Les Productions d'Oz Let's Play Together: Classical - Lachance/Levesque - Classical Guitar Trio - Score/Parts

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SKU: # 749075
Model: #

DZ1840

Your Price: $17.95 CDN

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Composers/Arrangers: Nathalie Lachance, Luc Levesque
Format: Score and Parts
Instrumentation: Classical Guitar Trio
Level: Intermediate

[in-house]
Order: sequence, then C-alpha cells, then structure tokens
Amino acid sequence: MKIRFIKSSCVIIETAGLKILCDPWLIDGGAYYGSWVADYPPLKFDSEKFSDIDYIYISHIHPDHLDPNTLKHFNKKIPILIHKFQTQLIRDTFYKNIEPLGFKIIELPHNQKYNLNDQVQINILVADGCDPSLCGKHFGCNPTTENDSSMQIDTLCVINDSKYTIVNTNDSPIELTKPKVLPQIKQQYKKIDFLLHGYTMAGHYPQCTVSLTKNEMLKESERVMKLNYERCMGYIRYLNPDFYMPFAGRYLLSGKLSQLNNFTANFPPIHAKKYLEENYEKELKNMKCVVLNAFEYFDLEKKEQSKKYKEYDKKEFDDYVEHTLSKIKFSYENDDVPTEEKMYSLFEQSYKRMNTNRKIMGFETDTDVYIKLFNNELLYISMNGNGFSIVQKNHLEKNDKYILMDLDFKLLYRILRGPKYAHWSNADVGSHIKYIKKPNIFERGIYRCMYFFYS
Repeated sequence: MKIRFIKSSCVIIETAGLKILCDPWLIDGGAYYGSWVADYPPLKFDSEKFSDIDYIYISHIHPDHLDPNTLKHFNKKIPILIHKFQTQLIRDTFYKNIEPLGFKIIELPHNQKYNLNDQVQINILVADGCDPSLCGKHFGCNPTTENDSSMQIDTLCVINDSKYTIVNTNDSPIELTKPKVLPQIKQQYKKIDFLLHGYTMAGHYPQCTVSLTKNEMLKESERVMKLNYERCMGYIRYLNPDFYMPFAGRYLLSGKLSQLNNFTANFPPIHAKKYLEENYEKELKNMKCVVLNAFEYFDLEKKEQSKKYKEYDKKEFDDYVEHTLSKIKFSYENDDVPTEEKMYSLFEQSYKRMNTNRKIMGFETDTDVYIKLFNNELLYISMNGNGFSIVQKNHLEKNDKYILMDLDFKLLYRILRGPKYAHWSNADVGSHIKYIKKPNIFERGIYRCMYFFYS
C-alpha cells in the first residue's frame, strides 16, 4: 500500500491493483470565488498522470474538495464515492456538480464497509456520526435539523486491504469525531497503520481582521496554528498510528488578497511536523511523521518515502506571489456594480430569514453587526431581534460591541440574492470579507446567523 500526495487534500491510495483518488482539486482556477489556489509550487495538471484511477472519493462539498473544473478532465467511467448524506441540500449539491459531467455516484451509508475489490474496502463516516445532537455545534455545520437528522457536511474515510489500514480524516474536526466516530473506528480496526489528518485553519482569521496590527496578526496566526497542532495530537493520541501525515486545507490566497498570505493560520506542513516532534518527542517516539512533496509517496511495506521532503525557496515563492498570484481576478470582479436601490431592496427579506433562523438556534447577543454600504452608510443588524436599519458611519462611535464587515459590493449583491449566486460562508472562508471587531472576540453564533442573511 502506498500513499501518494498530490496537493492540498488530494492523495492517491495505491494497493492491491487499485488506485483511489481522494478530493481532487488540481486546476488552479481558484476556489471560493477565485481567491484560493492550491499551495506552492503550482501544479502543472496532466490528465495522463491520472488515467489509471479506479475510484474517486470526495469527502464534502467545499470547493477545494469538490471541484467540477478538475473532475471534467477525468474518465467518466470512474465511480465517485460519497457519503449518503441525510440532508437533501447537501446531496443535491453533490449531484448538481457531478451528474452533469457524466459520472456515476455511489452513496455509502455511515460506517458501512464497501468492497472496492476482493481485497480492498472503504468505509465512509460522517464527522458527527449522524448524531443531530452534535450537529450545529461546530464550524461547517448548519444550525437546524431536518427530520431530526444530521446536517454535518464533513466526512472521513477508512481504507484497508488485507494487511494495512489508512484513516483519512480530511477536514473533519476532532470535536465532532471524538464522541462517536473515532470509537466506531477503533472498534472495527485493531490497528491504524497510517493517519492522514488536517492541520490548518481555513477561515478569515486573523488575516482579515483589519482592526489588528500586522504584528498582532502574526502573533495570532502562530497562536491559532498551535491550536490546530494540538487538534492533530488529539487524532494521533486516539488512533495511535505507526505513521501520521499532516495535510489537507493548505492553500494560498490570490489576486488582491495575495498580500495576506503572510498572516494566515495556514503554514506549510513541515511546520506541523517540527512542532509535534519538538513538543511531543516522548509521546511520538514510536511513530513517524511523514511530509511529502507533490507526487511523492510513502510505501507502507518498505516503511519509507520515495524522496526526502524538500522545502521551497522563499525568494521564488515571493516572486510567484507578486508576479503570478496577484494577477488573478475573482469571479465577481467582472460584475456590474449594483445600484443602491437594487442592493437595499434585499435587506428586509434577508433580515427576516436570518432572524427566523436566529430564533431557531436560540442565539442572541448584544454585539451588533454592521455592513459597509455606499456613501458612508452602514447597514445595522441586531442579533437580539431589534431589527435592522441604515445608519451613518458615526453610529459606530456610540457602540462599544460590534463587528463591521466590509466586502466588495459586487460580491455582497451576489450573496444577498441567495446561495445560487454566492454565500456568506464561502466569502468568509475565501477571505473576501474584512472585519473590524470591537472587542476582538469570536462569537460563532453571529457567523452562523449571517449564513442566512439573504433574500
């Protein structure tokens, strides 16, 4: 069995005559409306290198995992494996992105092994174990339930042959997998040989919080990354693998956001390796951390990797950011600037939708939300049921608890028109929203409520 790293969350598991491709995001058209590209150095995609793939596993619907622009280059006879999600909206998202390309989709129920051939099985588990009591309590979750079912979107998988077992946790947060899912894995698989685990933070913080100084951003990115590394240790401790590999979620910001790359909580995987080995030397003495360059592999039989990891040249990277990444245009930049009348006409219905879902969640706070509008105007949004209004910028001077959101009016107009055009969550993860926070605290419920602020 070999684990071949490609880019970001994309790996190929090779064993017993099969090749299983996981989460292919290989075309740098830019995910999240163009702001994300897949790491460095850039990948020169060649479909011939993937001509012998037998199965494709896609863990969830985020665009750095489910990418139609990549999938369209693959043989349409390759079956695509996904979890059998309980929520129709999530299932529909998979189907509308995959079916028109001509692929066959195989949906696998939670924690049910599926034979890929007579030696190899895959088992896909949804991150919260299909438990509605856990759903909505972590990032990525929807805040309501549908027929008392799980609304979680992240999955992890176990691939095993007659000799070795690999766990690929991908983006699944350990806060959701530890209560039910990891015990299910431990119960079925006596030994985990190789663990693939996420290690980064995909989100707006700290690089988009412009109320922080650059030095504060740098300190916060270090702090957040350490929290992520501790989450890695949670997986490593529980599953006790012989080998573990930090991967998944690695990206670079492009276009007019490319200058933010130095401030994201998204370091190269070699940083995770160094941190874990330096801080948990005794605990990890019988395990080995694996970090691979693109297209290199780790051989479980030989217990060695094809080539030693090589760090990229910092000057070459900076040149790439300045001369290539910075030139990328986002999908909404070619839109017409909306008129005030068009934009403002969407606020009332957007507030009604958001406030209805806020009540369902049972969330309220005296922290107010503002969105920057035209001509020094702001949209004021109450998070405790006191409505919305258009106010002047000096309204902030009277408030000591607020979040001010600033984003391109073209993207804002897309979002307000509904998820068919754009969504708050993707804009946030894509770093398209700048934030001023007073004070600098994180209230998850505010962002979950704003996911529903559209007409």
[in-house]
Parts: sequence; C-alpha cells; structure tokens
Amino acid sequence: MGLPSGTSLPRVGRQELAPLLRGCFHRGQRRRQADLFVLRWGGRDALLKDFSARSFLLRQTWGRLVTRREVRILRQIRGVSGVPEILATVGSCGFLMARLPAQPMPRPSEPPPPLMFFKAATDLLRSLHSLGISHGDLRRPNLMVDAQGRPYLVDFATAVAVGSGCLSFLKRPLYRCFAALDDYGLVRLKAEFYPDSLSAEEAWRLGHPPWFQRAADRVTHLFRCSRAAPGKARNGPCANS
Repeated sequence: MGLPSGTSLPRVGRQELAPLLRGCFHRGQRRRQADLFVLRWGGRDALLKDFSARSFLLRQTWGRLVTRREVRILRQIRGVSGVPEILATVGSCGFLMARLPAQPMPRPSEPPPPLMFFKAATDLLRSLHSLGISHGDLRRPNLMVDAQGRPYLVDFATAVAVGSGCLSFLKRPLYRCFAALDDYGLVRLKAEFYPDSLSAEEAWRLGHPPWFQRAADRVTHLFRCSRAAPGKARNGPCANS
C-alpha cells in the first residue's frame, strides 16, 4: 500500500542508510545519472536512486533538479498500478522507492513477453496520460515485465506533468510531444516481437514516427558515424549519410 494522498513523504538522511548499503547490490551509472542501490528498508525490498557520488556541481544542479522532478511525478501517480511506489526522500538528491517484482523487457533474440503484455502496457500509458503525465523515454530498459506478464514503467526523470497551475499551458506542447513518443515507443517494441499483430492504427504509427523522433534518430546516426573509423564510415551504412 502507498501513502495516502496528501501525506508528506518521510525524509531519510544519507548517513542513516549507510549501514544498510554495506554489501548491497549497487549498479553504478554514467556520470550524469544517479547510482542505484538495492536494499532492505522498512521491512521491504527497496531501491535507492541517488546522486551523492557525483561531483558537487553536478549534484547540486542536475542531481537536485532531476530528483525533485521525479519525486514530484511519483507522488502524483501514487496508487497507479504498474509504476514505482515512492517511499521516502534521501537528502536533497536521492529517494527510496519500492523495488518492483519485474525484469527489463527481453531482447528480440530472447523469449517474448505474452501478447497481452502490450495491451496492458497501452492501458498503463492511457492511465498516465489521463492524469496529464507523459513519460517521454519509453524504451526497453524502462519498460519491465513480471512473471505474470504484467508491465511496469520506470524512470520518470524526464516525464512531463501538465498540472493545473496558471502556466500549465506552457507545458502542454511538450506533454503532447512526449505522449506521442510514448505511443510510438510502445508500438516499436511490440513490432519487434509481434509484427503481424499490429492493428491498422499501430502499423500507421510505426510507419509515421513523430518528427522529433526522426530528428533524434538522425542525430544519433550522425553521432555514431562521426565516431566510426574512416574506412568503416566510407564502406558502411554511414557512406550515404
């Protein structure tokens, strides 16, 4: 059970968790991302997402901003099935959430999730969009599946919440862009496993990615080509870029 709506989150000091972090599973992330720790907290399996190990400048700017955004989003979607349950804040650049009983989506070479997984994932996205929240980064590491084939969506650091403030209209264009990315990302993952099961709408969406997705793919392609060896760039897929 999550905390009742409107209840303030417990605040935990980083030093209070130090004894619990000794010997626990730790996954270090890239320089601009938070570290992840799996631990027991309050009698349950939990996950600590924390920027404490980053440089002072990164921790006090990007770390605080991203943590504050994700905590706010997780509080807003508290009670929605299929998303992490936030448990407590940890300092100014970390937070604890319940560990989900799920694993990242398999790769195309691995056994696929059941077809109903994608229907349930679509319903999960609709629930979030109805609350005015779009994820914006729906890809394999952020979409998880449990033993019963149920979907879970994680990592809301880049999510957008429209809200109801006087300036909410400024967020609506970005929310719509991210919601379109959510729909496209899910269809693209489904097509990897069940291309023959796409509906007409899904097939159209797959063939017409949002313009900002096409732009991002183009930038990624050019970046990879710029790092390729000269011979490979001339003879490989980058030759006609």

"[...] Carmen is in fact the habanera. The tune is shared between guitars one and two but give me that tango bass-line any day - it's so cheeky; first and second position for all and a crowd-pleaser. Bach's Menuet is the familiar 'Anna Magdelana' minuet in G; the repeats have been decorated or doctored (according to your preference) with a few extra notes. There is a descant above the tune, near to the end, where Guitar One goes up to IX position, but each part in turn has a crack at the melody and the bass and (compared to the original) a new inner part. Nice enough, but I prefer it as a duet. Recuerdos de la Alhambra is an ambitious target. No, the trio doesn't play one note of the tremolo in turn. The tremolo is relegated to a quarter speed p-i-m-i-m-i arpeggio playing most of the expected thumb notes in the original. It's topped with a sustained melody and countermelody, usually a third apart. It's remarkably faithful, but without that Signature tremolo I'm not sure that many in a school concert audience would even recognise it. Tanz de Neusidler, by comparison is fast (four-notes-a-second) but really effective, with changes in dynamic and timbre making it a real piece of 'music' and fun too. The Barber of Seville is as rumbustious as you'd expect but some of us just see Bugs Bunny. But like a cartoon chase, there's plenty of changing direction and everyone has their moment in the spotlight. Schumann's March of the Soldiers is a great study in articulation and precise time keeping and it's nicely under the fingers so that the performance aspects can be studied and enhanced easily. Gounod's Funeral March of a Marionette - famously now associated with Alfred Hitchcock - is a great piece for changing dynamics rapidly and concisely. [...]" - Derek Hasted (Classical Guitar Magazine)
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